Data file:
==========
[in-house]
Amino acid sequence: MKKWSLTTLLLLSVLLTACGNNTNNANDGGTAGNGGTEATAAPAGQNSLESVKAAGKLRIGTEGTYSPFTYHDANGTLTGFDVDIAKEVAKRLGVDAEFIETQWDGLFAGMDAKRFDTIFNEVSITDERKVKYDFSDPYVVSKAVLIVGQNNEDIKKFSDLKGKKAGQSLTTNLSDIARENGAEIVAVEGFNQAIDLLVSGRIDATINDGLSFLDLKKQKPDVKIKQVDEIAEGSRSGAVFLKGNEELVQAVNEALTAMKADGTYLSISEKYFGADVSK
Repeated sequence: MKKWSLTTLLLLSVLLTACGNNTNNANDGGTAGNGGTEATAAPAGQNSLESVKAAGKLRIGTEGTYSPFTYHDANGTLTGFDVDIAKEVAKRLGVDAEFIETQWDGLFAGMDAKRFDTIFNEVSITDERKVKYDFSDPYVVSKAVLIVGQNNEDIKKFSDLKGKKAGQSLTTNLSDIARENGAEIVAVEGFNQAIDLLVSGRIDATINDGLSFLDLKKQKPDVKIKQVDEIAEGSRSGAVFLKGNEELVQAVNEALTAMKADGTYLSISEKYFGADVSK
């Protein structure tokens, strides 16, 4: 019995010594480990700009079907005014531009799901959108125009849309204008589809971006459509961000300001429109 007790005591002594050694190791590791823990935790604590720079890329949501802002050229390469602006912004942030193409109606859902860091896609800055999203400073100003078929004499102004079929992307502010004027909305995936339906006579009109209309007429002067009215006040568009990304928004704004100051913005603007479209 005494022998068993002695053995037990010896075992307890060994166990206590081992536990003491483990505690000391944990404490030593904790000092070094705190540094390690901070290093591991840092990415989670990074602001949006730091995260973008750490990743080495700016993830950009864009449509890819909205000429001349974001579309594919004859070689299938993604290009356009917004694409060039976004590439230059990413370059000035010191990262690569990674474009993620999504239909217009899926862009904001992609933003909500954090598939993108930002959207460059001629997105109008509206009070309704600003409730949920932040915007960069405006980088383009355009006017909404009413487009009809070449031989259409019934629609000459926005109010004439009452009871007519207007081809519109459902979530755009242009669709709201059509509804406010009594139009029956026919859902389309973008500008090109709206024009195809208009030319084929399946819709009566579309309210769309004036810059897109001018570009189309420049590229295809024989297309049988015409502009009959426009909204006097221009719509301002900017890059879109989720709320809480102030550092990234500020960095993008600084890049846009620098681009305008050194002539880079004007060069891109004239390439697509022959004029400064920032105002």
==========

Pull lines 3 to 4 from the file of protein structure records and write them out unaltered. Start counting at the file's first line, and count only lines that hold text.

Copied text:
Repeated sequence: MKKWSLTTLLLLSVLLTACGNNTNNANDGGTAGNGGTEATAAPAGQNSLESVKAAGKLRIGTEGTYSPFTYHDANGTLTGFDVDIAKEVAKRLGVDAEFIETQWDGLFAGMDAKRFDTIFNEVSITDERKVKYDFSDPYVVSKAVLIVGQNNEDIKKFSDLKGKKAGQSLTTNLSDIARENGAEIVAVEGFNQAIDLLVSGRIDATINDGLSFLDLKKQKPDVKIKQVDEIAEGSRSGAVFLKGNEELVQAVNEALTAMKADGTYLSISEKYFGADVSK
């Protein structure tokens, strides 16, 4: 019995010594480990700009079907005014531009799901959108125009849309204008589809971006459509961000300001429109 007790005591002594050694190791590791823990935790604590720079890329949501802002050229390469602006912004942030193409109606859902860091896609800055999203400073100003078929004499102004079929992307502010004027909305995936339906006579009109209309007429002067009215006040568009990304928004704004100051913005603007479209 005494022998068993002695053995037990010896075992307890060994166990206590081992536990003491483990505690000391944990404490030593904790000092070094705190540094390690901070290093591991840092990415989670990074602001949006730091995260973008750490990743080495700016993830950009864009449509890819909205000429001349974001579309594919004859070689299938993604290009356009917004694409060039976004590439230059990413370059000035010191990262690569990674474009993620999504239909217009899926862009904001992609933003909500954090598939993108930002959207460059001629997105109008509206009070309704600003409730949920932040915007960069405006980088383009355009006017909404009413487009009809070449031989259409019934629609000459926005109010004439009452009871007519207007081809519109459902979530755009242009669709709201059509509804406010009594139009029956026919859902389309973008500008090109709206024009195809208009030319084929399946819709009566579309309210769309004036810059897109001018570009189309420049590229295809024989297309049988015409502009009959426009909204006097221009719509301002900017890059879109989720709320809480102030550092990234500020960095993008600084890049846009620098681009305008050194002539880079004007060069891109004239390439697509022959004029400064920032105002």